Inflation Concerns Bubble Up As Bond Market Whistles Past Graveyard

In this case the bond market is calm, relaxed and whistling as it walks past the inflation data (aka the graveyard).

From recent client events and advisor conversations, the future path of inflation and yields in the coming months has been the most persistent topic of discussion, and for good reason.

U.S. consumer prices (ex the more volatile food & energy components) have posted two big up months, 3.0% and 3.8% respectively for April and May. The headline number including food & energy was 4.2% and 5.0%. These are the highest Consumer Price Index (CPI) readings since the early 1990s. Yet since these data points were released, the 10-year Treasury yield has retreated from 1.63% to 1.46%.

To be fair, bond yields kind of knew this inflation spike was coming and rose from 0.60% to 1.63% during the preceding six months. The bond market is a forward-looking mechanism. So what lies ahead?

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inflation indicator core consumer prices rising fastest in 30 years chart

There are two camps: ‘inflationistas’ is a term being given to those who believe inflation will run hotter than the past decade or two for an extended period. And the other group, which doesn’t have a fancy name so we will call them ‘anti- inflationistas’, believe this spike will fade as quickly as it arrived and we will be back to a low inflationary environment. In this Ethos we’ll share some key evidence and points from both camps, then share our opinion.


This view is prevailing in the bond market today given how yields have remained tepid despite the spike in inflation. At the core, the anti-inflationists believe this is 100% transitory and there is no denying much of the spike in prices is temporary. This increase has been caused by supply chain disruptions due in part to the pandemic and logistics, plus a surprising rise in demand especially for durable goods. As an anecdote, the price we just paid for new foam inserts for our patio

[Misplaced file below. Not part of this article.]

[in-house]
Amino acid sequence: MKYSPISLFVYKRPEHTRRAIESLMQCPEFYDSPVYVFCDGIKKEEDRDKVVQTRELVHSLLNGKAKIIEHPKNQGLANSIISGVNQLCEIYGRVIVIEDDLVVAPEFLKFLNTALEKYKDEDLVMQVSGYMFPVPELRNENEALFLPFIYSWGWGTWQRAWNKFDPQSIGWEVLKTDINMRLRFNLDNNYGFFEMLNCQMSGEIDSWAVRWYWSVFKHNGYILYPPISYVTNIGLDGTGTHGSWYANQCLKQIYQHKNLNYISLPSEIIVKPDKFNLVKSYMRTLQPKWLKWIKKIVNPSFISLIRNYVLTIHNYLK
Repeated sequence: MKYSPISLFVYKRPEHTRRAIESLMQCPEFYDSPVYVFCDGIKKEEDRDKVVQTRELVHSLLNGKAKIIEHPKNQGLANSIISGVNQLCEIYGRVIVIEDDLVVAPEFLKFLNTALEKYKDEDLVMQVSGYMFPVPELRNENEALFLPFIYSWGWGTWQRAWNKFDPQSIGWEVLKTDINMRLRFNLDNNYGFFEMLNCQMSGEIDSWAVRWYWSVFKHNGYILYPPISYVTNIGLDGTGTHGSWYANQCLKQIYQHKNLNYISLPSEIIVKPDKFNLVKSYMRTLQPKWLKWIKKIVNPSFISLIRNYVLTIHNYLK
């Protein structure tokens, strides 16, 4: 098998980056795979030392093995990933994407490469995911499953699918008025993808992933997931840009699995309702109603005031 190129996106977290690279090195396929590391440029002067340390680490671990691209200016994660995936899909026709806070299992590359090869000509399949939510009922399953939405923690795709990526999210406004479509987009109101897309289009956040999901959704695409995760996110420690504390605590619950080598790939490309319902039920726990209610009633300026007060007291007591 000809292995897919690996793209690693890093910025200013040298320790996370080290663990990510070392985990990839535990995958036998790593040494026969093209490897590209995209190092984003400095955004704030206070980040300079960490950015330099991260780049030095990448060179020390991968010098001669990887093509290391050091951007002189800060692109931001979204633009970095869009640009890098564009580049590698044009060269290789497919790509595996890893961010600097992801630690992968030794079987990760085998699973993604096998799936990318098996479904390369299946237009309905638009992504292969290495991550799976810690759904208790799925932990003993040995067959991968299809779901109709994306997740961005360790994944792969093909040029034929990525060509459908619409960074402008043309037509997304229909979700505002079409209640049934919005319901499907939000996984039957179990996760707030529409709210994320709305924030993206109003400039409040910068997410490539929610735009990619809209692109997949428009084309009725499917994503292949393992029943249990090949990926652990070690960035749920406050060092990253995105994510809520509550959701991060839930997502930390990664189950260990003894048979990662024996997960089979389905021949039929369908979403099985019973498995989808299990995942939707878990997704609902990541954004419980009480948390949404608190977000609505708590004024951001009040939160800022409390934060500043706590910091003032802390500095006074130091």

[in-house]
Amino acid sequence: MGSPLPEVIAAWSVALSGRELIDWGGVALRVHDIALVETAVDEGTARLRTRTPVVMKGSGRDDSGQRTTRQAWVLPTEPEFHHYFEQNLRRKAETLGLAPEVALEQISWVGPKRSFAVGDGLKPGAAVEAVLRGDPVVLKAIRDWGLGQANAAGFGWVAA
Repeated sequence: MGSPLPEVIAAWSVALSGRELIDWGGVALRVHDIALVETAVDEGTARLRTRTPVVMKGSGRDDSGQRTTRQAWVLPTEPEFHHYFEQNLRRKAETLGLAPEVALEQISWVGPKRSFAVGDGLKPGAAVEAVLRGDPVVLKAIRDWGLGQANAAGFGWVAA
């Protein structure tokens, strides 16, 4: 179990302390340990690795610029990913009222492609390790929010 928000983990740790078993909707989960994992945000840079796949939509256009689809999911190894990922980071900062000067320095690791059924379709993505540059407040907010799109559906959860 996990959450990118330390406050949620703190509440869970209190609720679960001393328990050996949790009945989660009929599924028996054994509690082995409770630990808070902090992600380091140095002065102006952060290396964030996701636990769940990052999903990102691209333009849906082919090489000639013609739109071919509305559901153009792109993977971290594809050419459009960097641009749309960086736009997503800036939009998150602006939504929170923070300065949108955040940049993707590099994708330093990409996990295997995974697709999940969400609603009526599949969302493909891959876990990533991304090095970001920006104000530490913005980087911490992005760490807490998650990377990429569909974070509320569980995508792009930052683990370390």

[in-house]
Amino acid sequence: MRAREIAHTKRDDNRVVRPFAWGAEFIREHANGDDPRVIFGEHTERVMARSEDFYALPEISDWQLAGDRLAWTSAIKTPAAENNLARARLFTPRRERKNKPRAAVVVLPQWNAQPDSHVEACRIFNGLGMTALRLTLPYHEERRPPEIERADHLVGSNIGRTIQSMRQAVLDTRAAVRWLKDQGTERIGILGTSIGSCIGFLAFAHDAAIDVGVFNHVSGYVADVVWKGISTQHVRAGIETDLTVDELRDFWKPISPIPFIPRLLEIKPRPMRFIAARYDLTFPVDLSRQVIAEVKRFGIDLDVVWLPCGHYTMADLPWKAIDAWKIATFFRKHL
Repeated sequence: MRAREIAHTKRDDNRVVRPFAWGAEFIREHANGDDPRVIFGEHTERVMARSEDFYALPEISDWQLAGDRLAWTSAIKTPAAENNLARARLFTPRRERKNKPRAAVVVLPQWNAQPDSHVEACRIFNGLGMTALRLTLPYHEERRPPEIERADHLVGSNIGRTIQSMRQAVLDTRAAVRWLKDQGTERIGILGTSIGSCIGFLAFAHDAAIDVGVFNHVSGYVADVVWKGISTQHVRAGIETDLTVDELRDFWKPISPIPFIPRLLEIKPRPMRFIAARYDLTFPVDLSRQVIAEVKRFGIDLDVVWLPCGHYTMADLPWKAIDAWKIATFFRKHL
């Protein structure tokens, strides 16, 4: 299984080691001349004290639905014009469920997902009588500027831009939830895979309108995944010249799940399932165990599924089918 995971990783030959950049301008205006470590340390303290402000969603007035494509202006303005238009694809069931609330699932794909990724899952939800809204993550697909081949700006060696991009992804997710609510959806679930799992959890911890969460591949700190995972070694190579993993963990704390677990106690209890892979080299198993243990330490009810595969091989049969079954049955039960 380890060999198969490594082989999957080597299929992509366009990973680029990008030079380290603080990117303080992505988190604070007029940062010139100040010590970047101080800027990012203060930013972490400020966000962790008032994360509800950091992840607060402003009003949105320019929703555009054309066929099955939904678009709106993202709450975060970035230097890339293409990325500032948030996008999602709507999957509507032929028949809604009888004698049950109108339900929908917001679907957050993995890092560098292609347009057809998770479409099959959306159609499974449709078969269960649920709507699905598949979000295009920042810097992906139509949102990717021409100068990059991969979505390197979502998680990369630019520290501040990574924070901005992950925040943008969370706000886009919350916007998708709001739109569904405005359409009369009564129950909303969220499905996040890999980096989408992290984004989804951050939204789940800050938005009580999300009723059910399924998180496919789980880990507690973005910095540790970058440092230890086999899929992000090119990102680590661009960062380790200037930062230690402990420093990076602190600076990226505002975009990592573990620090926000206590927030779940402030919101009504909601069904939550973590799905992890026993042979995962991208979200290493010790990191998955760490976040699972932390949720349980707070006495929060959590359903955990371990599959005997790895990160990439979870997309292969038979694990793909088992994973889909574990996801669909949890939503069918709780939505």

furniture was elevated because so much foam was consumed to make PPE. Examples like this are almost endless but these mismatches between demand and supply will pass. Demand will normalize and/or supply will adjust.

With core CPI up 3.8%, it is worth noting half of this can be attributed to Transportation and Transportation Services (Chart 2), which have a combined weight in core CPI of only 12.5%. Car & truck rental prices have ballooned, rising about 100% over the past year. Yes, this is coming off depressed levels but it seems many rental providers sold off a large portion of their fleets during the pandemic due to lack of demand. Now the demand is back, big time. As a knock-on effect, the sudden need to replenish the fleet has caused used car prices to rise 30%. Again, a temporary adjustment.

As the temporary imbalances are resolved, inflation will come back down and continue to be suppressed by the same forces that have been in effect for the past ten+ years. Demographics, global trade and technology. Adding to this is an increasing large amount of debt, which is deflationary.

inflation indicators rising cpi job openings chart year 2021


While the current inflation spike is largely transitory, there are underlying trends that will continue to put upward pressure on inflation even after the spike fades. Wages are starting to see upward pressure even with unemployment elevated. This can be seen in the job vacancies, quit rate and compensation intentions surveys (Chart 3). Companies are starting to reconfigure supply chains to make them more robust to shocks. While this is good, it is likely not as cheap, contributing to cost push inflation.

The amount of stimulus, both monetary and fiscal, is unprecedented and remains in place despite the economy already reaching new all-time highs (US GDP in Q1 $22 trillion). The central bank playbook is to allow inflation to get going before acting. Inflation builds and it is becoming more evident in expectations and in corporations’ mindsets.

Longer term, the disinflationary pressures of globalization are slowing. And demographics too are softening on the disinflationary side as the inflationary impulse from millennials rises and disinflationary baby boomers fade.

Our View

We do expect this inflation spike to fade as bottlenecks are resolved. However, how long is transitory? This elevated inflationary period could last longer than the bond market currently expects. Yields have remain flat, whistling past two high inflationary readings. What happens if we have a 3rd, 4th, 8th month of elevated inflation? We would bet yields will begin to rise in response.

Longer term after this spike period, we expect to see a higher base rate of inflation due to the demographics and slowing globalization. If the base inflation rate for the 2020s proves to be around 2.5% instead of 1.5-2.0% seen over the past decade, yields too will find a higher floor.

Source: Charts are sourced to Bloomberg L.P. and Richardson Wealth unless otherwise noted.

Twitter:  @ConnectedWealth

Any opinions expressed herein are solely those of the authors, and do not in any way represent the views or opinions of any other person or entity.